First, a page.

Video: Using the S-Curve to Visualize Project Health

One of the most widely used tools project controls professionals use to evaluate a project’s health is the S-curve.  This chart is designed to compare three primary indicators of a project’s progress and status.  Which are, Budget, Actual Cost and Earned Value (or Progress).  With these three key metrics, the system can then calculate a forecast of how the project will play out from any point in time.   

The S-Curve is therefore made up of four (4) or more individual lines on a chart:

  1. Budget curve
  2. Actual cost curve
  3. Earned Value curve (also known as the progress curve)
  4. Forecast curve


Watch this brief video on creating an S-Curve in 4castplus.

S-Curves in Construction Project Controls

Although the S-Curve is used in many applications – from business to education to project management – the version we’re discussing is related to construction project controls and project management. It’s a key element of Earned Value Management (EVM) as a core method for monitoring the health of the project. The reason it’s called an “S” curve is because construction projects typically start slow, then ramp up quickly, then taper off at the end – thereby reflecting the “S” pattern.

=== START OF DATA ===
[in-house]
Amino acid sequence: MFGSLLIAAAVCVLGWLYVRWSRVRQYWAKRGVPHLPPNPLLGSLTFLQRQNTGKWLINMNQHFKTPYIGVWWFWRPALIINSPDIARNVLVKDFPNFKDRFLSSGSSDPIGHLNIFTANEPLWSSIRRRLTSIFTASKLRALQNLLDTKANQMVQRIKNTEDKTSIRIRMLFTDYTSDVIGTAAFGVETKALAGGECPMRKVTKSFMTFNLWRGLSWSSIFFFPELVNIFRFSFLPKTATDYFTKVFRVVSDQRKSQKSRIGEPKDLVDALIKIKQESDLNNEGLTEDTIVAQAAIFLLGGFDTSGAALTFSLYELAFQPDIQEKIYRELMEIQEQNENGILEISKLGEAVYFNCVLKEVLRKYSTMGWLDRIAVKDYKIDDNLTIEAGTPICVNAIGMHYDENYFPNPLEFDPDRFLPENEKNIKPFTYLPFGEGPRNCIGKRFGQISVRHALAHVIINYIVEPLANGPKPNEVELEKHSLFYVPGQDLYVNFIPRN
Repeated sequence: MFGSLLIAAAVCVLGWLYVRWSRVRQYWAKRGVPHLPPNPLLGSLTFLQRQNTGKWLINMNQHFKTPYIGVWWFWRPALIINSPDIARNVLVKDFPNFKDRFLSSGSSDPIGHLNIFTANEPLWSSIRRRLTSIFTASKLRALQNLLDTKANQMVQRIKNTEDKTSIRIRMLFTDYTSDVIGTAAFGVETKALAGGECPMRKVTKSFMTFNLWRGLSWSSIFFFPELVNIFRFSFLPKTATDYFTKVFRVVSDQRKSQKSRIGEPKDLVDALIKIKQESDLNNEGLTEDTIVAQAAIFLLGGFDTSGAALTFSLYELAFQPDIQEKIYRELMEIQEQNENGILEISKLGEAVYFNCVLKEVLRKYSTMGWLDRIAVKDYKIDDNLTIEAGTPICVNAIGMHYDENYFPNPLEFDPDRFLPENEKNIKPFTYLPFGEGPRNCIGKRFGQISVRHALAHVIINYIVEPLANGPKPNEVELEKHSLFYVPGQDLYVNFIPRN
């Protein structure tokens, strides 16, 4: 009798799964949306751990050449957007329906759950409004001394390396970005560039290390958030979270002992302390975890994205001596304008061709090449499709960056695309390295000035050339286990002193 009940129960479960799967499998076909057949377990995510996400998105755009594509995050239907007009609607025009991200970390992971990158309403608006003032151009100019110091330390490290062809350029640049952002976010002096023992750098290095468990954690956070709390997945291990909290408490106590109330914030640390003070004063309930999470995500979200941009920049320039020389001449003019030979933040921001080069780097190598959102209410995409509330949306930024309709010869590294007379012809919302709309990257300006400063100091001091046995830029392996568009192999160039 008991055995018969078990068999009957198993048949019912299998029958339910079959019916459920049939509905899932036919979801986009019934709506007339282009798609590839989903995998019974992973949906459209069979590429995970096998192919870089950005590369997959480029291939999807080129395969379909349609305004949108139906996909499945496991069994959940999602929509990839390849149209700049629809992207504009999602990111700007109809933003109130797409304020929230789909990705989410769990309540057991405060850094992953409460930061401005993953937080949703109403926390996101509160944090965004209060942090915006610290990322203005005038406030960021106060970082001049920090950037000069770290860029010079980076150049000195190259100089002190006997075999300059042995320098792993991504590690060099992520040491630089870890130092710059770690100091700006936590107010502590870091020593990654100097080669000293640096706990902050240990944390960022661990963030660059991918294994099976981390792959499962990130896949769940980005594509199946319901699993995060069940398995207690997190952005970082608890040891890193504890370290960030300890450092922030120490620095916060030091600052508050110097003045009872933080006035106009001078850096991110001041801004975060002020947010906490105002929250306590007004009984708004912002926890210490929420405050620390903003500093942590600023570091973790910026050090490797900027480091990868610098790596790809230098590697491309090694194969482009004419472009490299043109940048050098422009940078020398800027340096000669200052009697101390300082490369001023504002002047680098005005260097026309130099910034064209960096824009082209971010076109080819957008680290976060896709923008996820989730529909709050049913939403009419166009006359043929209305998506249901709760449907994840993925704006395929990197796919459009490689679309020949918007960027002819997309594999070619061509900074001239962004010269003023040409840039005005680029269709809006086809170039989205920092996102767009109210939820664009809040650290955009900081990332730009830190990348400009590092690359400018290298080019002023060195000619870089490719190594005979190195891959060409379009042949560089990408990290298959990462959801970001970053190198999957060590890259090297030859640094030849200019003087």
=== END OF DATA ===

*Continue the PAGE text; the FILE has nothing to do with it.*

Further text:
S-Curve for construction project controls

The curve for the budget line is defined by merging project cost with schedule.  This displays the total budget over a timeline, which is an important factor when assessing whether the project is operating to the original plan or deviating off course.  4castplus also provides tools to override the schedule as the time component to draw the curve. The first tool is called “Time Phasing”, and is designed to enable project controls to input a more realistic cash flow plan for any budgeted activity on the project.

As actual costs are incurred on the project, the “Actuals” curve will display alongside the budget curve to compare these two with each other. Clearly, the ideal scenario is if they are very closely aligned – which would indicate the project is incurring cost at the same pace as initially budgeted.  The Earned Value curve provides a third dimension, which is physical progress.  By incurring cost doesn’t necessarily mean the project is progressing as planned – it’s possible to spend money without getting things done. 

With these three dimensions, the system can calculate a vast array of earned value management (EVM) metrics such as: CPI, CV, ETC, EAC, SPI and much more.  The system will, in fact, use the cost performance index (CPI) to draw the estimate-to-complete (ETC) curve, which is a calculated forecast.

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